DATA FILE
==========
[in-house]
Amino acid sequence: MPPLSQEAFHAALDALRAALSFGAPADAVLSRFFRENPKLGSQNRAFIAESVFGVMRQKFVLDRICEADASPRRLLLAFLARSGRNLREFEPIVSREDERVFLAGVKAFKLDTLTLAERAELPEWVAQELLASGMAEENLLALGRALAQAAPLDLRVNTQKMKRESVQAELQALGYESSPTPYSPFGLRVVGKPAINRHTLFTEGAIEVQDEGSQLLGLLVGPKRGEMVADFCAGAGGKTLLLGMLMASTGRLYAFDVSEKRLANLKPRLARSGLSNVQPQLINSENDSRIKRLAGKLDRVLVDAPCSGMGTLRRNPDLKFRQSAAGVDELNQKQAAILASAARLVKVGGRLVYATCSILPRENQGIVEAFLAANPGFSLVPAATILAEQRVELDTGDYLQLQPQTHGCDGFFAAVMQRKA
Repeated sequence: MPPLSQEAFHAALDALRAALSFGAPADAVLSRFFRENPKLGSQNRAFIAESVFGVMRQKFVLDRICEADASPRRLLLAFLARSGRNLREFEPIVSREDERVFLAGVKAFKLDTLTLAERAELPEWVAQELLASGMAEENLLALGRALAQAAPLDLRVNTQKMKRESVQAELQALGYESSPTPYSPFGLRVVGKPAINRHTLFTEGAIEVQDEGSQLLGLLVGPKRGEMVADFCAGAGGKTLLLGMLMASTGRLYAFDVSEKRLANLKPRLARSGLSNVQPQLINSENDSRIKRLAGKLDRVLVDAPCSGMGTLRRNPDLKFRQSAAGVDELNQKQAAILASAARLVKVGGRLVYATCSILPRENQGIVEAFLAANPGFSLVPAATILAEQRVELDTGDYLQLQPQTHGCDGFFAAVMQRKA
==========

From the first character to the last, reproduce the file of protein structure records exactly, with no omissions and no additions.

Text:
[in-house]
Amino acid sequence: MPPLSQEAFHAALDALRAALSFGAPADAVLSRFFRENPKLGSQNRAFIAESVFGVMRQKFVLDRICEADASPRRLLLAFLARSGRNLREFEPIVSREDERVFLAGVKAFKLDTLTLAERAELPEWVAQELLASGMAEENLLALGRALAQAAPLDLRVNTQKMKRESVQAELQALGYESSPTPYSPFGLRVVGKPAINRHTLFTEGAIEVQDEGSQLLGLLVGPKRGEMVADFCAGAGGKTLLLGMLMASTGRLYAFDVSEKRLANLKPRLARSGLSNVQPQLINSENDSRIKRLAGKLDRVLVDAPCSGMGTLRRNPDLKFRQSAAGVDELNQKQAAILASAARLVKVGGRLVYATCSILPRENQGIVEAFLAANPGFSLVPAATILAEQRVELDTGDYLQLQPQTHGCDGFFAAVMQRKA
Repeated sequence: MPPLSQEAFHAALDALRAALSFGAPADAVLSRFFRENPKLGSQNRAFIAESVFGVMRQKFVLDRICEADASPRRLLLAFLARSGRNLREFEPIVSREDERVFLAGVKAFKLDTLTLAERAELPEWVAQELLASGMAEENLLALGRALAQAAPLDLRVNTQKMKRESVQAELQALGYESSPTPYSPFGLRVVGKPAINRHTLFTEGAIEVQDEGSQLLGLLVGPKRGEMVADFCAGAGGKTLLLGMLMASTGRLYAFDVSEKRLANLKPRLARSGLSNVQPQLINSENDSRIKRLAGKLDRVLVDAPCSGMGTLRRNPDLKFRQSAAGVDELNQKQAAILASAARLVKVGGRLVYATCSILPRENQGIVEAFLAANPGFSLVPAATILAEQRVELDTGDYLQLQPQTHGCDGFFAAVMQRKA